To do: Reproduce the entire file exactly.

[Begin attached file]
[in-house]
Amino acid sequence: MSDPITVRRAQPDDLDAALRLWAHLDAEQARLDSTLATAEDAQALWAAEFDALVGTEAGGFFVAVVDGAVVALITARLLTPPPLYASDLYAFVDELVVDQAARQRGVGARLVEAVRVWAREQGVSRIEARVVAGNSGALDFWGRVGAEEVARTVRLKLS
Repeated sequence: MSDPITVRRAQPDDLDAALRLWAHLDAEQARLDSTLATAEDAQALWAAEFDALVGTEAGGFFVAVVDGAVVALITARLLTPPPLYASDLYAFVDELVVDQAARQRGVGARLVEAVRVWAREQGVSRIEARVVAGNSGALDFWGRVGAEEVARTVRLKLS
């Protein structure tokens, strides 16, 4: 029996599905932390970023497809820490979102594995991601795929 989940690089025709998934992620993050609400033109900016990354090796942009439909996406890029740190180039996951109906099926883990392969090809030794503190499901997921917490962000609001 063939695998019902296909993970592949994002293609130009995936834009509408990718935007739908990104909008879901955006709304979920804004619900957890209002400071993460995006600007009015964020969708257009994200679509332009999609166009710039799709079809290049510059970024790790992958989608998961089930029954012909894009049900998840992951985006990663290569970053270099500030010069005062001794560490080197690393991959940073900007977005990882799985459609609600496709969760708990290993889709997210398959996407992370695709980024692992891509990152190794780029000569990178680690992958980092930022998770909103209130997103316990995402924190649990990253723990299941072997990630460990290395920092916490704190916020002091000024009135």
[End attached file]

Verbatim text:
[in-house]
Amino acid sequence: MSDPITVRRAQPDDLDAALRLWAHLDAEQARLDSTLATAEDAQALWAAEFDALVGTEAGGFFVAVVDGAVVALITARLLTPPPLYASDLYAFVDELVVDQAARQRGVGARLVEAVRVWAREQGVSRIEARVVAGNSGALDFWGRVGAEEVARTVRLKLS
Repeated sequence: MSDPITVRRAQPDDLDAALRLWAHLDAEQARLDSTLATAEDAQALWAAEFDALVGTEAGGFFVAVVDGAVVALITARLLTPPPLYASDLYAFVDELVVDQAARQRGVGARLVEAVRVWAREQGVSRIEARVVAGNSGALDFWGRVGAEEVARTVRLKLS
């Protein structure tokens, strides 16, 4: 029996599905932390970023497809820490979102594995991601795929 989940690089025709998934992620993050609400033109900016990354090796942009439909996406890029740190180039996951109906099926883990392969090809030794503190499901997921917490962000609001 063939695998019902296909993970592949994002293609130009995936834009509408990718935007739908990104909008879901955006709304979920804004619900957890209002400071993460995006600007009015964020969708257009994200679509332009999609166009710039799709079809290049510059970024790790992958989608998961089930029954012909894009049900998840992951985006990663290569970053270099500030010069005062001794560490080197690393991959940073900007977005990882799985459609609600496709969760708990290993889709997210398959996407992370695709980024692992891509990152190794780029000569990178680690992958980092930022998770909103209130997103316990995402924190649990990253723990299941072997990630460990290395920092916490704190916020002091000024009135």